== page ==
has been in the thick of action right from the time India assumed the presidency of the group. Soon after finalisation of the
New Delhi Leaders’ Declaration
on Saturday, the key negotiator answered questions from TOI’s Surojit Gupta& Sidhartha, detailing how leaders arrived at a consensus against all odds, while ensuring that the focus on India’s priorities was not lost. Excerpts from the interview:
How was the deal clinched?
n Over two months of hard negotiations went into the New Delhi Leaders’ Declaration (NDLD). During these negotiations, we produced nearly 15 drafts, starting from a fresh slate each time. In addition, nearly 200 bilateral meetings took place. Resolving the geopolitical paragraphs alone required 200 hours of 24×7 negotiations. The negotiations were ruthless and tense. We were very clear from the beginning that we had to achieve consensus. We did not want a divided G20 – we had to drive consensus. That was the only option available to us. Yet, we remained steadfast in our commitment to make the NDLD ambitious, decisive and action oriented.
How was the language on Ukraine finalised?
n We have reaffirmed that all states must act in a manner consistent with the purposes and principles of the UN Charter in its entirety. In line with the UN Charter, all states must refrain from the threat or use of force to seek territorial acquisition against the territorial integrity and sovereignty or political independence of any state. The use or threat of use of nuclear weapons is inadmissible. The Brazilian and South African sherpas, and later the Indonesian sherpa, all joined me in making a joint proposal. The deal was clinched owing to PM Modi’s credibility, and emerging markets working together.
How will you assess the declaration in India’s moment on the global stage? What does it signify?
n India had already arrived on the global stage months ago. We are among the top economies in the world, we have a rich demographic dividend, we are a hub for manufacturing and startups. Our digital public infrastructure has set a new bar for tech-led development in the world. India’s G20 presidency was bolstered by these successes which have unfolded over the last nine years. We were able to lead the most powerful countries of the world and strengthen their belief in our ancient philosophy that the world is one family with a shared future. In another first, our Leaders’ Declaration also shifts the spotlight on to the Global South and we will continue to advocate their interests. With the resounding success of the Leaders’ Declaration, which is perhaps the strongest and most ambitious in the history of G20, India has firmly established itself as a global force to reckon with.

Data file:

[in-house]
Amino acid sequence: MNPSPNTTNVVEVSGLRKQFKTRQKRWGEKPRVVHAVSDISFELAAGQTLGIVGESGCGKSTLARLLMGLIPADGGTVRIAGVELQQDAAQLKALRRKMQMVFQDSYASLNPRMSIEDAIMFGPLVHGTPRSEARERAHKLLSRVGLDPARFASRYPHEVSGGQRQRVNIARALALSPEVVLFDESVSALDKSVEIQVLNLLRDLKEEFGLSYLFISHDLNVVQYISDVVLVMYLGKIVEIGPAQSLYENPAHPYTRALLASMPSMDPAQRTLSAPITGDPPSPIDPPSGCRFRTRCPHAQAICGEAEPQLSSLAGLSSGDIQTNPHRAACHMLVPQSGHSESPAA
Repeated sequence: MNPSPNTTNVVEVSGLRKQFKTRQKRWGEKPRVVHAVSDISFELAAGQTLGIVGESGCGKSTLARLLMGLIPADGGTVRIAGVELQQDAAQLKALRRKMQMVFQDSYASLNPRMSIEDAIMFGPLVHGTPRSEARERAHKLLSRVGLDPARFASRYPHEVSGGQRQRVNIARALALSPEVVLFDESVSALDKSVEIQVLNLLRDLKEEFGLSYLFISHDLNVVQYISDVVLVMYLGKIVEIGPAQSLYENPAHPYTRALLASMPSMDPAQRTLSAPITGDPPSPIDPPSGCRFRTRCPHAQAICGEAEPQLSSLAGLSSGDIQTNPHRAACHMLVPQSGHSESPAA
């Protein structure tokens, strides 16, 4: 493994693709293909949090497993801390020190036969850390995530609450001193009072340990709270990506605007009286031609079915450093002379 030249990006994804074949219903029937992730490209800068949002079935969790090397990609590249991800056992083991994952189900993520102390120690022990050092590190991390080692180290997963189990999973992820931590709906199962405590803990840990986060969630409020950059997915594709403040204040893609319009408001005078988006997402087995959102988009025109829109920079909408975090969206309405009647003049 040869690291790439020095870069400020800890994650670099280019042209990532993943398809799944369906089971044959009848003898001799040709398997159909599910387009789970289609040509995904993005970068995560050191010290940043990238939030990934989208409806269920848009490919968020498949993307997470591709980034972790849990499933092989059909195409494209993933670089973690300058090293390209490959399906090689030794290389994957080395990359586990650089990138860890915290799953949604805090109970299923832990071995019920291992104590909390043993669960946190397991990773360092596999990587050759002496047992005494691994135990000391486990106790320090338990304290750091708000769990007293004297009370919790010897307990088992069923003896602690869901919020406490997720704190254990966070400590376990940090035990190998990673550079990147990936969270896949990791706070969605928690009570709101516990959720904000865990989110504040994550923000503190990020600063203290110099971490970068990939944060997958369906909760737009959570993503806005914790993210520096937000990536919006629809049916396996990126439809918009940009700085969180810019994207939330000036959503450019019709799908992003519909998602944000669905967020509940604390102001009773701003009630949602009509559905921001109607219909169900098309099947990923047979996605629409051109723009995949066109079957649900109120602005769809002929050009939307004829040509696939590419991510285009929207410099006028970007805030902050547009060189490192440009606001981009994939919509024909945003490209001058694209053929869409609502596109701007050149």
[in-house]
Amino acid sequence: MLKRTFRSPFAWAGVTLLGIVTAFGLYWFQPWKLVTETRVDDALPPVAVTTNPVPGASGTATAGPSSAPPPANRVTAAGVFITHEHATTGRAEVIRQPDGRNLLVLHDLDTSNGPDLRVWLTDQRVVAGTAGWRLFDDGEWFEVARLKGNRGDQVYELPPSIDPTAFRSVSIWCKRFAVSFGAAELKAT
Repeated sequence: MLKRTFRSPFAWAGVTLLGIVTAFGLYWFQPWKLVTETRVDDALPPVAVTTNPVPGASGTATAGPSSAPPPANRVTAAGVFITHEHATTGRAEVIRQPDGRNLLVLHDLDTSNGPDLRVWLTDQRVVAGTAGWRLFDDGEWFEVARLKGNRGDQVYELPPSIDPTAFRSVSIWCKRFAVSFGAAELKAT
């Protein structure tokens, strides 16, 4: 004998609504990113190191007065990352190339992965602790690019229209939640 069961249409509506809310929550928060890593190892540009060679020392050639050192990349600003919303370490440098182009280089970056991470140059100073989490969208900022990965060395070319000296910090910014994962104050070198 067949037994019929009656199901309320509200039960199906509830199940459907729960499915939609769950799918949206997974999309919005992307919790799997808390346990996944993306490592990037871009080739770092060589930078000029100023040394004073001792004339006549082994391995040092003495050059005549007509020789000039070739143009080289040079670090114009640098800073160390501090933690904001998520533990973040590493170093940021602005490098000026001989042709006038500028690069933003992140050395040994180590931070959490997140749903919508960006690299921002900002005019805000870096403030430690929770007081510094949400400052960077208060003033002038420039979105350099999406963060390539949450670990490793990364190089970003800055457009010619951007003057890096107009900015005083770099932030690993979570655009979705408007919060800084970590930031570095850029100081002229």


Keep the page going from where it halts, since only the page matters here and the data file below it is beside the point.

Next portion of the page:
What are the key gains for India from its presidency?
n During the year, we showcased our domestic initiatives and successes through our cross-cutting G20 priorities and outcomes. Our success in driving socio-economic transformation was key in building full consensus with G20 countries. We have left India’s imprint on some of the most critical outcomes of G20 this year.
Climate and energy transition were the other areas where there was resistance from certain quarters. Is it true that you asked those countries to move ahead with the plan instead of ‘lecturing us’?
n Given that countries in G20 are at various stages of development, it was only natural that there would be a divergence of views. However, the urgency on climate action was not lost either. The G20 countries have come together to make several commitments towards gearing up climate action. At the same time, we also made clear the need for urgently scaling up finance and technology transfer to accelerate energy transitions in developing countries.